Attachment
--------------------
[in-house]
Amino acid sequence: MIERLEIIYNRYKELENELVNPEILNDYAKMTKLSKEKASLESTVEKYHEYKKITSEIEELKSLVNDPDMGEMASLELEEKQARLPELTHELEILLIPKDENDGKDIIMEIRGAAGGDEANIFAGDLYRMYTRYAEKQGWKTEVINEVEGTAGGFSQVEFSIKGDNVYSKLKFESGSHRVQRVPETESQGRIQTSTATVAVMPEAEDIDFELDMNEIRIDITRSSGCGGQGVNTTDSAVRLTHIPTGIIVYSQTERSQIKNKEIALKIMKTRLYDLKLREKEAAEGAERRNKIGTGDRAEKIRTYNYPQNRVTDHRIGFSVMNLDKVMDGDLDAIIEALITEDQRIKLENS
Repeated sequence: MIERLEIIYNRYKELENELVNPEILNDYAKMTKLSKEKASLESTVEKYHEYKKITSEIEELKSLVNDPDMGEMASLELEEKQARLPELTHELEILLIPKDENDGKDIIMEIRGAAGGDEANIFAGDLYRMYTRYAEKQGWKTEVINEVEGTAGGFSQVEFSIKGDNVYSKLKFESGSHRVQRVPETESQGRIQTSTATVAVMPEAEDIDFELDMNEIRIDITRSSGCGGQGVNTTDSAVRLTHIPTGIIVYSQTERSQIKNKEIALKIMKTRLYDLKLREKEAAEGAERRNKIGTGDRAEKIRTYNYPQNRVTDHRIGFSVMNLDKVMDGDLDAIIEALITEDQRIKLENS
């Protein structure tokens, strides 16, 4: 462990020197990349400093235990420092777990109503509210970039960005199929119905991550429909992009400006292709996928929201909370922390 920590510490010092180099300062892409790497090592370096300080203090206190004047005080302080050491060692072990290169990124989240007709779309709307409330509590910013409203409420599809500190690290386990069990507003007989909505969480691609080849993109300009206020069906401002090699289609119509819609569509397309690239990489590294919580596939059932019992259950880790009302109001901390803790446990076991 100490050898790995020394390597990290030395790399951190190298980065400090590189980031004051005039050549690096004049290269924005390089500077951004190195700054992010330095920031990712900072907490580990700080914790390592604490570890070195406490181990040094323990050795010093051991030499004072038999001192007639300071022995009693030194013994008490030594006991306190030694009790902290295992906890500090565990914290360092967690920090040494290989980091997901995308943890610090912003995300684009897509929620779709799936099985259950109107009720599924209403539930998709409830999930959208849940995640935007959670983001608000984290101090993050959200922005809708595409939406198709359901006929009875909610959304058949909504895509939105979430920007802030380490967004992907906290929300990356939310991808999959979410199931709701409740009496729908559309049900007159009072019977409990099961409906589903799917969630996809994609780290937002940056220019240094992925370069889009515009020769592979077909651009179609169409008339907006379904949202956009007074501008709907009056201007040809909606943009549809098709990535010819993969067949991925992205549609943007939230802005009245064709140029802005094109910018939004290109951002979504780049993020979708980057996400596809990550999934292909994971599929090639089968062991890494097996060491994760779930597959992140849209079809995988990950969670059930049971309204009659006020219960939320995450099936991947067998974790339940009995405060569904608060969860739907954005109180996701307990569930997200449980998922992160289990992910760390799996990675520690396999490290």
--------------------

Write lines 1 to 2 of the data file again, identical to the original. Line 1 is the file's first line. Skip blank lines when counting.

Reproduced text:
[in-house]
Amino acid sequence: MIERLEIIYNRYKELENELVNPEILNDYAKMTKLSKEKASLESTVEKYHEYKKITSEIEELKSLVNDPDMGEMASLELEEKQARLPELTHELEILLIPKDENDGKDIIMEIRGAAGGDEANIFAGDLYRMYTRYAEKQGWKTEVINEVEGTAGGFSQVEFSIKGDNVYSKLKFESGSHRVQRVPETESQGRIQTSTATVAVMPEAEDIDFELDMNEIRIDITRSSGCGGQGVNTTDSAVRLTHIPTGIIVYSQTERSQIKNKEIALKIMKTRLYDLKLREKEAAEGAERRNKIGTGDRAEKIRTYNYPQNRVTDHRIGFSVMNLDKVMDGDLDAIIEALITEDQRIKLENS